U.S. College Football Postponed
wo of the U.S. college football’s five power conferences, the Big Ten and Pac-12 have announced they have postponed their seasons due to the COVID-19 pandemic.
The move has been announced after days of speculation and meetings between the five conferences but has been met with criticism from some coaches within the conference, who asked for more time and threatened to look elsewhere to compete during the traditional autumn (fall) season.
Big Ten commissioner, Kevin Warren, said in a statement the season would be postponed at least until the U.S. spring.
“The mental and physical health and welfare of our student-athletes has been at the centre of every decision we have made regarding the ability to proceed forward,” Warren said.
“As time progressed and after hours of discussion with our Big Ten Task Force for Emerging Infectious Diseases and the Big Ten Sports Medicine Committee, it became abundantly clear that there was too much uncertainty regarding potential medical risks to allow our student-athletes to compete this fall,” he said.
Big Ten-member, University of Nebraska said in a statement said they would have preferred to play and are disappointed by the decision.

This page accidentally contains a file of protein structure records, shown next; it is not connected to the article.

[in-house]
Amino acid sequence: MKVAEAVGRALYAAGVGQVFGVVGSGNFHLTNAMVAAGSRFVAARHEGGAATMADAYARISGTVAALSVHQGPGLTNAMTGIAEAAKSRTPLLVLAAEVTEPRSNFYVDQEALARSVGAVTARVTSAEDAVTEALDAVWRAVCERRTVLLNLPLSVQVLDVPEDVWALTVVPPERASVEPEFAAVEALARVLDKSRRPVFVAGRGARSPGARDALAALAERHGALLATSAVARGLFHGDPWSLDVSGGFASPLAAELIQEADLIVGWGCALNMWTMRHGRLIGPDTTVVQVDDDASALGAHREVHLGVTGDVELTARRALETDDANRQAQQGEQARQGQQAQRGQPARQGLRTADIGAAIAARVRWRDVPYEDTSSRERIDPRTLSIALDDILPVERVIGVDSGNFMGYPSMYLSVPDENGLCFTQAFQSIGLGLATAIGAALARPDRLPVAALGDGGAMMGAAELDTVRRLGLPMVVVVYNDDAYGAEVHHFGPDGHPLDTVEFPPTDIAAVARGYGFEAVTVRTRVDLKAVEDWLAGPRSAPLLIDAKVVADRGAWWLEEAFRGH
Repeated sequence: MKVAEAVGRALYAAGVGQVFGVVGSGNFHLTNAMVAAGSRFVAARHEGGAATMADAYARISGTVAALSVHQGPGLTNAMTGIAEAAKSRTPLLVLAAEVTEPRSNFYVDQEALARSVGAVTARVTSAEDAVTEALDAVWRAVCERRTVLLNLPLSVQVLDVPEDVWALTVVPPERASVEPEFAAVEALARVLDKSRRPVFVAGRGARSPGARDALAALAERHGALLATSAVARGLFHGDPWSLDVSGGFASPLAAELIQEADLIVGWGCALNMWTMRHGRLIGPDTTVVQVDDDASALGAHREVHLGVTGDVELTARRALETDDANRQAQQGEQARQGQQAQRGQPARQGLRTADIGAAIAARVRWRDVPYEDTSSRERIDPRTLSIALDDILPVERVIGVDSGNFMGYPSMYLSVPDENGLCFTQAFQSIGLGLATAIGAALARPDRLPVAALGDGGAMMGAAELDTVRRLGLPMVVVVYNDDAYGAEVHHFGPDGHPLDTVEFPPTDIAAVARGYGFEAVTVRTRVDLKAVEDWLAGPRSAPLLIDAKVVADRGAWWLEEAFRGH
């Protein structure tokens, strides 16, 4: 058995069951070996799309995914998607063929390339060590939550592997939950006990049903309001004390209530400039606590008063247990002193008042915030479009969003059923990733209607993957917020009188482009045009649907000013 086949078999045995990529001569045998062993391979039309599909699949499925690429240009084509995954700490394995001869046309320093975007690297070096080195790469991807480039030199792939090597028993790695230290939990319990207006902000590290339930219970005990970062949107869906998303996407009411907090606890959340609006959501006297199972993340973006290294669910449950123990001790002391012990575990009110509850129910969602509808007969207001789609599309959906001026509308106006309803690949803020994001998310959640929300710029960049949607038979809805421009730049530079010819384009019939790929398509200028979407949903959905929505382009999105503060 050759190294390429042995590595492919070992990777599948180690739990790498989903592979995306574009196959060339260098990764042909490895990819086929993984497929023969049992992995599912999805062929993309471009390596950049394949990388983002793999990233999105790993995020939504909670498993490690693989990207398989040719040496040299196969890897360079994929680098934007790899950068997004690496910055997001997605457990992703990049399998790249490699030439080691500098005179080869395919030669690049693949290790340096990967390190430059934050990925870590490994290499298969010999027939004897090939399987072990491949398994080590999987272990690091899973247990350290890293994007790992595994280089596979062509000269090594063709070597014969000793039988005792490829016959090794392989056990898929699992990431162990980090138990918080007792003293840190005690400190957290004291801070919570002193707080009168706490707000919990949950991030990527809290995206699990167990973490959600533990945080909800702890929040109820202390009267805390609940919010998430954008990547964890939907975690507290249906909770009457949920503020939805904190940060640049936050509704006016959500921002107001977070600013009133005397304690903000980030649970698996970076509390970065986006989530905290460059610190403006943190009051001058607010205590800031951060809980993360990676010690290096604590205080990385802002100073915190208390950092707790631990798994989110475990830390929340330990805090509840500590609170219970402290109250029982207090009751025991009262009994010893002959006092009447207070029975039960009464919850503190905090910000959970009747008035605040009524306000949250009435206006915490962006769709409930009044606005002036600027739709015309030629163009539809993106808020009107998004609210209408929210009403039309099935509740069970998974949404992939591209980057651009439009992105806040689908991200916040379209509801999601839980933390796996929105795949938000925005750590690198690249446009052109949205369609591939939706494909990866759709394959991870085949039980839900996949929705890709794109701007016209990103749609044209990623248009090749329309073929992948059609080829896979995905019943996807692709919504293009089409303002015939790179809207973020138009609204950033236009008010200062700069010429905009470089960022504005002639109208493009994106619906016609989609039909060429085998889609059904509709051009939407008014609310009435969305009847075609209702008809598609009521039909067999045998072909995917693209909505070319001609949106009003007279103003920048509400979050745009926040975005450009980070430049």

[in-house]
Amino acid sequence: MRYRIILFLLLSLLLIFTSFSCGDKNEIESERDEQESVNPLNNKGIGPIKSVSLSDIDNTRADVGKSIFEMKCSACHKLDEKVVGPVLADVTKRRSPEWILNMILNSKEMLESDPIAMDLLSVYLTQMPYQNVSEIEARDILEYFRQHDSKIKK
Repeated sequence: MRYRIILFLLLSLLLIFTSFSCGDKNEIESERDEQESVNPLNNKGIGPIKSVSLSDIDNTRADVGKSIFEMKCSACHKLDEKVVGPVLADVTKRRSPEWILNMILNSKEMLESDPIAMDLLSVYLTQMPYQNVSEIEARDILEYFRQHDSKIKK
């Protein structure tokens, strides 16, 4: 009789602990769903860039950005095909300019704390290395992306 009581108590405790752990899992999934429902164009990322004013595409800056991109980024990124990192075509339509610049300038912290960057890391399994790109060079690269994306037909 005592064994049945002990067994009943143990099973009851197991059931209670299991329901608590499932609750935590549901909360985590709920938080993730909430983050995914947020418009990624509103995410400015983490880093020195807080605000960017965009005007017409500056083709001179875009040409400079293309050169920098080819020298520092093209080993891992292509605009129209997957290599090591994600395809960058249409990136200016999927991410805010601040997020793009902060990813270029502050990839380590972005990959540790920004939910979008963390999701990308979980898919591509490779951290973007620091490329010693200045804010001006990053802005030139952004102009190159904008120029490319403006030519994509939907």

“We are very disappointed in the decision by the Big Ten Conference to postpone the fall football season, as we have been and continue to be ready to play,” the statement read.
The decisions from the Big Ten and Pac-12 come after the ‘Power Five’ conferences of the Big Ten, Big 12, Atlantic Coast Conference (ACC), Pac-12, and Southeastern Conference held a meeting to discuss whether it would be feasible to play the 2020 NCAA football season during the pandemic.
An ACC spokesperson told CBS Sports following the meeting that the conference is absolutely trying to move forward with their season.
“[Cancelling football] could happen for some leagues,” the spokesperson said.
“I’m not sure it’s going to happen in the Atlantic Coast Conference,” they said.
An ESPN report from July indicated that an outright cancellation of the NCAA college football season could see the U.S. higher education system lose a total of $4 billion in revenue.